Sounds from the Quietest Place in the Continental US

“One Square Inch of Silence is very possibly the quietest place in the United States.” – Gordon Hempton,


Visiting One Square Inch

I’m an avid supporter of Gordon Hempton’s conservation work, so I was thrilled to make a field recording pilgrimage to One Square Inch in Olympic National Park in October 2017. Fortunately, you can still find long stretches of natural silence in this magical place. Hear a 35-minute soundscape from the One Square Inch here:

A percentage of all the Pacific Northwest libraries I sell will be donated to One Square Inch to help support soundscape preservation in Olympic National Park.


One of the most magical sounds I’ve ever experienced is Roosevelt Elk bugling in an old growth forest. Imagine walking down a trail, surrounded by 1000-year-old trees, and suddenly hearing a haunting trumpeting off in the distance. This sound stopped me dead in my tracks, and I was in complete awe. Hear elk bugling and trumpeting here:


Magical Dripping Tree

My favorite sound in the Hoh Rainforest was what I deemed “The Magical Dripping Tree.” Picture a rich tree canopy with coniferous trees towering over big leaf maple trees. During my visit, the maple leaves were stunning hues of gold and ranged from 8 to 12 inches wide. Moss covered these deciduous trees, and after a rainstorm or foggy night, I discovered the moss released the most beautiful plopping drips, rain-like, but less dense and with giant splats. The forest was so quiet that these drops made rich plopping transients, enlivening the space of the old-growth forest. Hear some of these magical drips starting at 1:30.

Storm Waves

A massive rain system swept through the area for about four days during my visit. This wind made for extreme storm waves that I recorded at Rialto Beach in between storm cells. The twenty-foot waves and frothing seafoam made for rich and powerful recordings. I love the violent slurping sound as water is sucked back after each massive wave.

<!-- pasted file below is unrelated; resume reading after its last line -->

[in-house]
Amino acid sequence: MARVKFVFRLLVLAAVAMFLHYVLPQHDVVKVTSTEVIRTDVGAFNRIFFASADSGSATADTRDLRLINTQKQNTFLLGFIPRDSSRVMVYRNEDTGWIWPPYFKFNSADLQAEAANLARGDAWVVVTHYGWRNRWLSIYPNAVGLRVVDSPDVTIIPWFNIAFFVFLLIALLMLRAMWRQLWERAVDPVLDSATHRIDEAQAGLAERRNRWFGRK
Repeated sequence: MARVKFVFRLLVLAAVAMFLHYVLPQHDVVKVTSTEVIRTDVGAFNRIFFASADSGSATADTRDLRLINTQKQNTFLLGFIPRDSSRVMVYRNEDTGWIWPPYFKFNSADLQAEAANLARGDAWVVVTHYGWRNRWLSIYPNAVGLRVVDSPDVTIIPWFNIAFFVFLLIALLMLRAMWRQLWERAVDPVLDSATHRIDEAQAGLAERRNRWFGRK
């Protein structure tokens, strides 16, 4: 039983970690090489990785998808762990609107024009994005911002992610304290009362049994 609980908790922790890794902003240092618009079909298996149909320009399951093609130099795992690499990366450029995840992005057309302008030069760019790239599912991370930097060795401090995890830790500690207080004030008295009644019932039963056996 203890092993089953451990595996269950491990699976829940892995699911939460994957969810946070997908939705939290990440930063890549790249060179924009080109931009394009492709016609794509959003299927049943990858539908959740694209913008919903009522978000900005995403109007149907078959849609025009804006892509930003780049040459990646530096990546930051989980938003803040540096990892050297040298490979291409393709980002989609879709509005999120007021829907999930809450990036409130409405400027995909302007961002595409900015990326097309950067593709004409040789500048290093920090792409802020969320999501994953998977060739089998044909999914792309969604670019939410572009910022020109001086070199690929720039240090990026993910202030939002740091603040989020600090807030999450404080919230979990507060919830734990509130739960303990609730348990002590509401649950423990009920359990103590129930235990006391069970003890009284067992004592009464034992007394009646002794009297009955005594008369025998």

Rialto Beach is a place where massive spruce stumps are still rooted in the beach, desperately holding to the earth as the soil is stripped from their roots. I pressed a contact mic to one of these stumps and could hear what Gordon Hempton calls the “heartbeat of the ocean”. The vibrations from crashing waves moving through the tree roots create stunning resonances in the wood!

Keeping Gear Dry

  • Tent Rain Cover: I made a useful rain cover by folding the body of my tent flat on the ground while leaving the rain cover up supported by tent poles. If the rain drops are plentiful, plopping on the plastic can be an issue, but when it is lightly misting all night, this type of cover works beautifully.


  • Dew: I constantly checked the dew point to know whether or not dew would form on my microphone blimp overnight. Some nights I was only able to record for 3-4 hours before the moisture was so thick on the microphone blimp that I had to call it quits. While my tent rain cover helped minimize dew, I knew it wouldn’t stop it altogether. I am looking into a better waterproofing option with a Cinella blimp for my next trip. I’ll write a post to let you know how it goes!
  • Hiking in the rain:  When recording in wet conditions, I like to have all my gear wired before I leave my dry prepping area (usually my car). I start by wrapping all microphone cable connection points with electrical tape. (Thanks Andy Martin for this tip!) Then, I mount the Rycote blimp on my Manfrotto stand and drape a dry bag over the top. I keep my recorder in a bag strapped to my chest with a rain cover hung on top. If there is very heavy rain, I put a cheap plastic poncho over my entire body. If I am backcountry camping, I carry blocks of desiccants that I periodically place inside a large dry bag with all my recording gear to dry everything out.

Help from a Friend